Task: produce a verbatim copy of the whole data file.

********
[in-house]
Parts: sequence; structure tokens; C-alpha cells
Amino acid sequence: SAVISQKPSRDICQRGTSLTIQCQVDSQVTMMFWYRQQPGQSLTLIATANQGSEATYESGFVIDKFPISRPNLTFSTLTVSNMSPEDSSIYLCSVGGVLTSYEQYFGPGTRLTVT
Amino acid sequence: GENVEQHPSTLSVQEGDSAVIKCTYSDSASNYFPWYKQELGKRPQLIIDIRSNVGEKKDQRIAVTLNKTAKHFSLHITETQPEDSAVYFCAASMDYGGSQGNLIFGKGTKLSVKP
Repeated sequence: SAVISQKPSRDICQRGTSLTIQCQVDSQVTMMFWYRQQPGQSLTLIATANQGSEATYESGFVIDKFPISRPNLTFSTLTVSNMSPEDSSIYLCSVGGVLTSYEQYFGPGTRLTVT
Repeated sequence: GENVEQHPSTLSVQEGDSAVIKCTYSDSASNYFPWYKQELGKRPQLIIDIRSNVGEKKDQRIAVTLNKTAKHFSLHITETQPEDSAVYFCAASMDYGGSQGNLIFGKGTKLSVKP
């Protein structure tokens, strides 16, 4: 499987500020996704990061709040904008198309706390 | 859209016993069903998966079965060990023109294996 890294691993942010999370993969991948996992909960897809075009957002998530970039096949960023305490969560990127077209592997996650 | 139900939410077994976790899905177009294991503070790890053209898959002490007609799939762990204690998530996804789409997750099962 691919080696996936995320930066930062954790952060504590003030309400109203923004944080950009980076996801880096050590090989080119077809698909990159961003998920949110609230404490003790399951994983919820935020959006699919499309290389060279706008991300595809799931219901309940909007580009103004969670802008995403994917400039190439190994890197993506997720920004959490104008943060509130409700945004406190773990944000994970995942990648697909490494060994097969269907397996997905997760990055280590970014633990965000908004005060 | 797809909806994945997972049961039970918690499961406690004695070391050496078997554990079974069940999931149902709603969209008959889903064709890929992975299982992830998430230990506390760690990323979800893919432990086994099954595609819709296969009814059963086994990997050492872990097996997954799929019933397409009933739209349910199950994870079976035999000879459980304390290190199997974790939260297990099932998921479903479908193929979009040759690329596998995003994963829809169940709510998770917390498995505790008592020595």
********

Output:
[in-house]
Parts: sequence; structure tokens; C-alpha cells
Amino acid sequence: SAVISQKPSRDICQRGTSLTIQCQVDSQVTMMFWYRQQPGQSLTLIATANQGSEATYESGFVIDKFPISRPNLTFSTLTVSNMSPEDSSIYLCSVGGVLTSYEQYFGPGTRLTVT
Amino acid sequence: GENVEQHPSTLSVQEGDSAVIKCTYSDSASNYFPWYKQELGKRPQLIIDIRSNVGEKKDQRIAVTLNKTAKHFSLHITETQPEDSAVYFCAASMDYGGSQGNLIFGKGTKLSVKP
Repeated sequence: SAVISQKPSRDICQRGTSLTIQCQVDSQVTMMFWYRQQPGQSLTLIATANQGSEATYESGFVIDKFPISRPNLTFSTLTVSNMSPEDSSIYLCSVGGVLTSYEQYFGPGTRLTVT
Repeated sequence: GENVEQHPSTLSVQEGDSAVIKCTYSDSASNYFPWYKQELGKRPQLIIDIRSNVGEKKDQRIAVTLNKTAKHFSLHITETQPEDSAVYFCAASMDYGGSQGNLIFGKGTKLSVKP
């Protein structure tokens, strides 16, 4: 499987500020996704990061709040904008198309706390 | 859209016993069903998966079965060990023109294996 890294691993942010999370993969991948996992909960897809075009957002998530970039096949960023305490969560990127077209592997996650 | 139900939410077994976790899905177009294991503070790890053209898959002490007609799939762990204690998530996804789409997750099962 691919080696996936995320930066930062954790952060504590003030309400109203923004944080950009980076996801880096050590090989080119077809698909990159961003998920949110609230404490003790399951994983919820935020959006699919499309290389060279706008991300595809799931219901309940909007580009103004969670802008995403994917400039190439190994890197993506997720920004959490104008943060509130409700945004406190773990944000994970995942990648697909490494060994097969269907397996997905997760990055280590970014633990965000908004005060 | 797809909806994945997972049961039970918690499961406690004695070391050496078997554990079974069940999931149902709603969209008959889903064709890929992975299982992830998430230990506390760690990323979800893919432990086994099954595609819709296969009814059963086994990997050492872990097996997954799929019933397409009933739209349910199950994870079976035999000879459980304390290190199997974790939260297990099932998921479903479908193929979009040759690329596998995003994963829809169940709510998770917390498995505790008592020595």